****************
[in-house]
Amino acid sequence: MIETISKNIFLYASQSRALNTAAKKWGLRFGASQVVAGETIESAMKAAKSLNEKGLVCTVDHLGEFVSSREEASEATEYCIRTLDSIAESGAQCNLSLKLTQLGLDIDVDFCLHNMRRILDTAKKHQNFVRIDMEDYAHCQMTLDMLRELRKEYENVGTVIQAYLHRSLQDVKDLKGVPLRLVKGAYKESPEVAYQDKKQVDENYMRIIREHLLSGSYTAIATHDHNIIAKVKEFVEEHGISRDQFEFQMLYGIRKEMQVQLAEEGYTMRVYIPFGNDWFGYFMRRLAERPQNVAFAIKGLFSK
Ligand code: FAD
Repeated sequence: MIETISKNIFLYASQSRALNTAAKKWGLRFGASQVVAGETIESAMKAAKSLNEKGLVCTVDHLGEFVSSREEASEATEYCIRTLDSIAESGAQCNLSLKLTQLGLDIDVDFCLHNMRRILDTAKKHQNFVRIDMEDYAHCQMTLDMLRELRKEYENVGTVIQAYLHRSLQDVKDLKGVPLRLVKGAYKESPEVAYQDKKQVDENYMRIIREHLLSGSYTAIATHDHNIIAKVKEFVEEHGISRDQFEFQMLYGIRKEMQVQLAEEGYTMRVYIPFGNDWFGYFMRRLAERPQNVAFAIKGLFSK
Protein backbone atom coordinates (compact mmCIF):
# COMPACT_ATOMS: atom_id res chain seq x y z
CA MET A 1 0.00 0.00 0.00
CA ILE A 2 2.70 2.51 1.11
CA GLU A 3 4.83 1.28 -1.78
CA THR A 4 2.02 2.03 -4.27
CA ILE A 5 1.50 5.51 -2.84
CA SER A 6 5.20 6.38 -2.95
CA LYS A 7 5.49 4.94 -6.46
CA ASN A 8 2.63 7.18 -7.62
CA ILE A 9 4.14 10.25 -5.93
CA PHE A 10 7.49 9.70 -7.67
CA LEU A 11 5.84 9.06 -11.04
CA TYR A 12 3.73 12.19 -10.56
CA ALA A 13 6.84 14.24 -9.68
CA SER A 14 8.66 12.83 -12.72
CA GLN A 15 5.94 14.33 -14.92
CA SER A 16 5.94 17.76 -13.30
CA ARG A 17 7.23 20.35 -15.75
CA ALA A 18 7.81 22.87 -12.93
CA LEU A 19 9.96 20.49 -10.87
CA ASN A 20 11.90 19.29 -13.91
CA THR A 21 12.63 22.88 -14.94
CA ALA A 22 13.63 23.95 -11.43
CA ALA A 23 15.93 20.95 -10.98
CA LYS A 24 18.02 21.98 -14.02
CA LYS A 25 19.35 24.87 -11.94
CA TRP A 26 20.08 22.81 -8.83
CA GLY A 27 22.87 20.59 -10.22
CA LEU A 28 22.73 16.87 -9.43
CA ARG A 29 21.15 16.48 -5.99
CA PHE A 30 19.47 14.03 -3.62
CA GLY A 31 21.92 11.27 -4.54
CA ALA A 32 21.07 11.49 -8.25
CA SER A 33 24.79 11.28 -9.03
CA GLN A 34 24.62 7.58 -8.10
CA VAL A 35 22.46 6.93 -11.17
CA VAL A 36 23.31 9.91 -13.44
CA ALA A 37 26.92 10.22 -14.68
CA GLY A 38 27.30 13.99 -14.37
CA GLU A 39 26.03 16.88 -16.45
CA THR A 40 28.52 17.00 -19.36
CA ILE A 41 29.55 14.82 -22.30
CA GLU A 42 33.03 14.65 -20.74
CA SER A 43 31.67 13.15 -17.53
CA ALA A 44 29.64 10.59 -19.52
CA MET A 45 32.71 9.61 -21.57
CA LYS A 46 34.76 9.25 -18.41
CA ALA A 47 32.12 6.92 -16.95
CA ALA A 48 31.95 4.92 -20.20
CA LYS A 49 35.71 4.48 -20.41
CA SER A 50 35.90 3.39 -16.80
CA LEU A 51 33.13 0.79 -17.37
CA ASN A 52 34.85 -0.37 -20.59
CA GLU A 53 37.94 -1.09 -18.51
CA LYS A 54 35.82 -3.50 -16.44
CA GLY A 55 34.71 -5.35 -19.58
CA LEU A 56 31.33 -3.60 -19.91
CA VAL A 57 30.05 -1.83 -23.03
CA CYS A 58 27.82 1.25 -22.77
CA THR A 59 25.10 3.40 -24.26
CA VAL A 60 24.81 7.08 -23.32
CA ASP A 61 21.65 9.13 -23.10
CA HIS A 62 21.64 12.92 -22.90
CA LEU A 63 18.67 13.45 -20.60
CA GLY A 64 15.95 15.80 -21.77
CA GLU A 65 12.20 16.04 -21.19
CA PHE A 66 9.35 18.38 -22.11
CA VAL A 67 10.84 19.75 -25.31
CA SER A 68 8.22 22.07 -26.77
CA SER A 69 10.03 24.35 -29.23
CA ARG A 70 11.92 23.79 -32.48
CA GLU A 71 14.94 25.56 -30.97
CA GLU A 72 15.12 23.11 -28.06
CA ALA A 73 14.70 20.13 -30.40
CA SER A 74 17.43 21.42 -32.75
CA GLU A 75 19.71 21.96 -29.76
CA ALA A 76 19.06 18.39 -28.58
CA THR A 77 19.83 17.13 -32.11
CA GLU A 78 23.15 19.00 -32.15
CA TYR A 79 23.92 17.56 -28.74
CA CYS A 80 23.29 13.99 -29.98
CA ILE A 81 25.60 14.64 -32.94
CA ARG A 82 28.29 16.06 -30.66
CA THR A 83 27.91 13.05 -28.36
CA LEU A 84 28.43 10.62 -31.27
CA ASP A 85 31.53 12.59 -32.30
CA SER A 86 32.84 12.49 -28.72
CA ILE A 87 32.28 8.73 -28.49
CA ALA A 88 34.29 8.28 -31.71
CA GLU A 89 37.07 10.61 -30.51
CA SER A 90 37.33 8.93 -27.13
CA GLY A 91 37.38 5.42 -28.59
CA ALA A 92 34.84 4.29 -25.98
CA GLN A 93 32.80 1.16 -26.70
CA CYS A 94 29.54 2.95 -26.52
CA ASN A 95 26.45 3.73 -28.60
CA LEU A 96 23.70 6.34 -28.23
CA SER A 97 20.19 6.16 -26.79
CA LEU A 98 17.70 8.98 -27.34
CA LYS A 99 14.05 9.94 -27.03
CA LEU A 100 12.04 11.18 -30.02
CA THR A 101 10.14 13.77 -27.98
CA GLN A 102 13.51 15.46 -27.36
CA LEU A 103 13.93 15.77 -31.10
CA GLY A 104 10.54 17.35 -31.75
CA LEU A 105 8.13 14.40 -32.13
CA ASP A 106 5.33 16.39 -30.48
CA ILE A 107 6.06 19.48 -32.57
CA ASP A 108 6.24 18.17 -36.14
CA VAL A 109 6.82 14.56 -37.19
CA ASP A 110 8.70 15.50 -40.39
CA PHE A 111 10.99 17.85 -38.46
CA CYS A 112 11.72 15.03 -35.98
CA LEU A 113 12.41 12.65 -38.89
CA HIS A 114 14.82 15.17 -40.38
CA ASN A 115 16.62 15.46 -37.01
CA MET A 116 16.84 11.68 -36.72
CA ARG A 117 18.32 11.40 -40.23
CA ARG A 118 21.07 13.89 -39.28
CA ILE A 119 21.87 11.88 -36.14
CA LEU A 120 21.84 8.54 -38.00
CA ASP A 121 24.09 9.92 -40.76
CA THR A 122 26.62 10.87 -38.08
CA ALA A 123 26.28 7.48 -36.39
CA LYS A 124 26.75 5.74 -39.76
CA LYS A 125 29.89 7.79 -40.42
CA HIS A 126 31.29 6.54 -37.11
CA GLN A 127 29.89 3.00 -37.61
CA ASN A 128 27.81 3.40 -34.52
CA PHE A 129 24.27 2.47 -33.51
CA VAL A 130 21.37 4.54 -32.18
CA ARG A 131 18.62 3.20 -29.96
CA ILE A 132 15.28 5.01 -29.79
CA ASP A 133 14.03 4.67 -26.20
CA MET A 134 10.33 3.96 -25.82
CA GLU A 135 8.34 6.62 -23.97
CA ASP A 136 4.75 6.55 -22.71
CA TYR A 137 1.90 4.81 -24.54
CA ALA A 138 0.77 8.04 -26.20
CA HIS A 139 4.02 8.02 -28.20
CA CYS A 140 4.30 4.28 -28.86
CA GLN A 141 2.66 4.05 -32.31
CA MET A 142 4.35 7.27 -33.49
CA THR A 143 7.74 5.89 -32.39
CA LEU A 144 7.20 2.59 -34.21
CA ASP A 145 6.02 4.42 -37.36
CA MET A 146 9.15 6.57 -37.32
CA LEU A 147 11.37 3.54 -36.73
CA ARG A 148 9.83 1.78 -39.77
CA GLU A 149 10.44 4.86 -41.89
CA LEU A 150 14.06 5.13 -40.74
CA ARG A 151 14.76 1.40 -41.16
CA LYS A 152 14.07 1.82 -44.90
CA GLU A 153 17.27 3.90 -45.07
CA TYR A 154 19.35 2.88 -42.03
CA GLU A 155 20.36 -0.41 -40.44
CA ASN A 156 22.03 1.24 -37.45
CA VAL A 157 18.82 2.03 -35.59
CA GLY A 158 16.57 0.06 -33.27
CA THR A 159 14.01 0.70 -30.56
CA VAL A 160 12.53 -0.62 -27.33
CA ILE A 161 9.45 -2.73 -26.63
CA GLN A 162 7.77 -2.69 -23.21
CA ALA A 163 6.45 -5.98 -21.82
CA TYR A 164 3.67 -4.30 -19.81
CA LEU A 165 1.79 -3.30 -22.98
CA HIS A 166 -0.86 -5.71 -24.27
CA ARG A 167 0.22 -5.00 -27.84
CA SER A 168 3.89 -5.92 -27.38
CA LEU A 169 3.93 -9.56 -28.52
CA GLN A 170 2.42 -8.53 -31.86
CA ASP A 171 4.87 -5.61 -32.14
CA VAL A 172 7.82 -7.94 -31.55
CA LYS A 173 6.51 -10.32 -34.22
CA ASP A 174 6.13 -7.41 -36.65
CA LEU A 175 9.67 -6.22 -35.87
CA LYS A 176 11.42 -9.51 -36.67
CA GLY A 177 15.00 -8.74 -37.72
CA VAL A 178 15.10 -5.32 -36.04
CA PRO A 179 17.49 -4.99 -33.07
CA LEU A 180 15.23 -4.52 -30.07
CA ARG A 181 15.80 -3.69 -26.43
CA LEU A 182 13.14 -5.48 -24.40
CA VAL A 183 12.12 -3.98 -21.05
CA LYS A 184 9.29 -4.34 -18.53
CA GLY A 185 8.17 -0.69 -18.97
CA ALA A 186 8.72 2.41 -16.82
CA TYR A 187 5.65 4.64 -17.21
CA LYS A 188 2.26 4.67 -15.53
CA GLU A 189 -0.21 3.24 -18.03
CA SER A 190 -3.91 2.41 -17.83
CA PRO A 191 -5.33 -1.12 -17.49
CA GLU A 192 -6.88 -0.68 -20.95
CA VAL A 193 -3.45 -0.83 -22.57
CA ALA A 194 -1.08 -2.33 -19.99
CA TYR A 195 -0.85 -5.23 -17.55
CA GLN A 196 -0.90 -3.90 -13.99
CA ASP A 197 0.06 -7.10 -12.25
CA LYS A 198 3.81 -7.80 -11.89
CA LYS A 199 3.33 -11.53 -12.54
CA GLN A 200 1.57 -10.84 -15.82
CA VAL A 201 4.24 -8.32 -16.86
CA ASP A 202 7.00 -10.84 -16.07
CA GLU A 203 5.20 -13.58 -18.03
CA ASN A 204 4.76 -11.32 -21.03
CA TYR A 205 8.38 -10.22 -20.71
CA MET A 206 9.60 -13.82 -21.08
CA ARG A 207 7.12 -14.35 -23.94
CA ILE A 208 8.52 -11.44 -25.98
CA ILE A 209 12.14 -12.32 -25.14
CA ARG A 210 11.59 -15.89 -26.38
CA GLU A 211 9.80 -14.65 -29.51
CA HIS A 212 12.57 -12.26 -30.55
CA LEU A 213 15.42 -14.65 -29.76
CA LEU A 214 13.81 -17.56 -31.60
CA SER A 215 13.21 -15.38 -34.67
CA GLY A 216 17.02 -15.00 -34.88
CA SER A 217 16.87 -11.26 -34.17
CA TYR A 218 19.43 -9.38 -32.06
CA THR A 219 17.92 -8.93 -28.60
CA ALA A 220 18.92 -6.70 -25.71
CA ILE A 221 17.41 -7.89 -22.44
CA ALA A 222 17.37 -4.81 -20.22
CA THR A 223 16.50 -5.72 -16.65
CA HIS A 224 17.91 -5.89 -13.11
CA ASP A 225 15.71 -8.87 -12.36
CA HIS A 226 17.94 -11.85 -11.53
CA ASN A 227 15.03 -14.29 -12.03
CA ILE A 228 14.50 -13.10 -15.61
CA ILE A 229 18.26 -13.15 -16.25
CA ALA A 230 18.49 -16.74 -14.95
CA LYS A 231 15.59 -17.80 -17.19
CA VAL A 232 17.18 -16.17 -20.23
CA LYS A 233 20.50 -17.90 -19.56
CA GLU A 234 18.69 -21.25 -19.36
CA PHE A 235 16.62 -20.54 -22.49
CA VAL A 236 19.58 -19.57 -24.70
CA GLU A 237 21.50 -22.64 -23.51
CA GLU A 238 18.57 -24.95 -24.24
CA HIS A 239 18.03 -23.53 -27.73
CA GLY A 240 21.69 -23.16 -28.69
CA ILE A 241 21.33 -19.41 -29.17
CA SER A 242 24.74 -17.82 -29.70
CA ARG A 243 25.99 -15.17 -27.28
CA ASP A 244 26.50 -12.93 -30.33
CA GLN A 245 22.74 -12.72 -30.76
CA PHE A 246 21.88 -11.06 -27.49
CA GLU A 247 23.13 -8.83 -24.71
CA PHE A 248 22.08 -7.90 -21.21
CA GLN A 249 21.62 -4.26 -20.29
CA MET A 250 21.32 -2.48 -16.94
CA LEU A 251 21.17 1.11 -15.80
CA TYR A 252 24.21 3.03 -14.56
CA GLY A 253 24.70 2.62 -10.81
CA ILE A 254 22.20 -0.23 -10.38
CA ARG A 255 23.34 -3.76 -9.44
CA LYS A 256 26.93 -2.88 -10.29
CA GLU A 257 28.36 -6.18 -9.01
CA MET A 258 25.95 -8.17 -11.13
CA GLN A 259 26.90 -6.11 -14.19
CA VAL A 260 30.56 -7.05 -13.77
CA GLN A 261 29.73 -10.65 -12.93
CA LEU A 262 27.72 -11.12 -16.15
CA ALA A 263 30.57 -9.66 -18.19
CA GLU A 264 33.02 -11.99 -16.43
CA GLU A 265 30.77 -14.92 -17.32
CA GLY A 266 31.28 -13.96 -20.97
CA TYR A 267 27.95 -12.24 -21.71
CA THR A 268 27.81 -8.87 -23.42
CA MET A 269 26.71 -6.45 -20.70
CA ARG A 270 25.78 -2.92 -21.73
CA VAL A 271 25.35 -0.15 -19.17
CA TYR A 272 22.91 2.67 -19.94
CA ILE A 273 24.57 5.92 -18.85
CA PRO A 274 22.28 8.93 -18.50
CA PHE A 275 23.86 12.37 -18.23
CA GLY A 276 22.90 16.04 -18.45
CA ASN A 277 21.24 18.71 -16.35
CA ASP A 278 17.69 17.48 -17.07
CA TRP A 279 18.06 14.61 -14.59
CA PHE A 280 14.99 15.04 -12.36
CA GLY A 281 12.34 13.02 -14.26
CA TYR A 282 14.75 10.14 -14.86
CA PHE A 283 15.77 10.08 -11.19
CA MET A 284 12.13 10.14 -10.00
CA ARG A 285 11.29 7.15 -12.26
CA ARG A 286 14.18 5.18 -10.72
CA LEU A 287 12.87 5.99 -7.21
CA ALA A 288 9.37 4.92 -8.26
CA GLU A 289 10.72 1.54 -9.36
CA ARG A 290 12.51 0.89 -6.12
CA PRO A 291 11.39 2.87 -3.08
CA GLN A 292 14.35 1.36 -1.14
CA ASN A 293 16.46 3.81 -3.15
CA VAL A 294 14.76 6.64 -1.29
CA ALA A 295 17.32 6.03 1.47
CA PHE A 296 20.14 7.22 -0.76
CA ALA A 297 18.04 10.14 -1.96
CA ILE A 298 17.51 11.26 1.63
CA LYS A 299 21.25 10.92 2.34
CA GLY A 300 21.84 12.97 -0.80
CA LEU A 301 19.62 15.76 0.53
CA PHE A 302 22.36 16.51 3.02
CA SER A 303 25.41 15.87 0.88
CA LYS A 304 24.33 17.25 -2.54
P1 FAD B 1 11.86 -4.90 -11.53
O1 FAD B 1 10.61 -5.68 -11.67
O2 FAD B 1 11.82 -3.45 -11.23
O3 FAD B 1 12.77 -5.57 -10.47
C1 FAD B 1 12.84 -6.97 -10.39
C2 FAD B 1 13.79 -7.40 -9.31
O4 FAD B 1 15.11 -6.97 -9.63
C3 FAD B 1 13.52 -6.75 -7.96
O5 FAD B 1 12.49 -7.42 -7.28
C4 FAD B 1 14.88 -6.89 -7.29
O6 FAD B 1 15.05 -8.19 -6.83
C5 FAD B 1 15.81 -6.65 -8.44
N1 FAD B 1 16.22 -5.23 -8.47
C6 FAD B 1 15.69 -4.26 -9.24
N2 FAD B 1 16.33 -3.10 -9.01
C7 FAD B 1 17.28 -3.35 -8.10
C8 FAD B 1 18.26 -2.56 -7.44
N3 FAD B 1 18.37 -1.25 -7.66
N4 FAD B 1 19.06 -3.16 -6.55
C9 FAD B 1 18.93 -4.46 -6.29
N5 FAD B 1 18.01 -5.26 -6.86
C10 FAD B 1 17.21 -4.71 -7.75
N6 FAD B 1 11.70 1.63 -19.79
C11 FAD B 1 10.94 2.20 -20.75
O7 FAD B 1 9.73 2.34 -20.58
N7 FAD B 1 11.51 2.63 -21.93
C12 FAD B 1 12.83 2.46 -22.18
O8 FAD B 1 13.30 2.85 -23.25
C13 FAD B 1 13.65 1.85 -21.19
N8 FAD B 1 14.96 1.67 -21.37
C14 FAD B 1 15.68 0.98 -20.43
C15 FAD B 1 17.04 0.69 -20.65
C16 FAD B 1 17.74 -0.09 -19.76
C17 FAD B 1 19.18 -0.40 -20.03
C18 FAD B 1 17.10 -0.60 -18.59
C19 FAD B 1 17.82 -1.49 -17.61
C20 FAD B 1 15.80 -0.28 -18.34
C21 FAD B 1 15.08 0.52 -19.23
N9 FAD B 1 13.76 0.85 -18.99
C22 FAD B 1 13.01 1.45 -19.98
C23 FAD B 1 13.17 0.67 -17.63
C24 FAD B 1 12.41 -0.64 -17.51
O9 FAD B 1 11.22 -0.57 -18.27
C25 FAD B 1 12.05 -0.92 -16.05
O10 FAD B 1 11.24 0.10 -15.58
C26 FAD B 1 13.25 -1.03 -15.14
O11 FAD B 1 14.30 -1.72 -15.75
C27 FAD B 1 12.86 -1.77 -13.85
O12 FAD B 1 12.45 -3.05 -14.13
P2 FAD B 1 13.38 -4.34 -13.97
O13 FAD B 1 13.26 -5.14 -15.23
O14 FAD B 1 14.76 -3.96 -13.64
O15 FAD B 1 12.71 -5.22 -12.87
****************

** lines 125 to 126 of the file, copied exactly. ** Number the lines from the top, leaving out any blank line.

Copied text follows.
CA ILE A 119 21.87 11.88 -36.14
CA LEU A 120 21.84 8.54 -38.00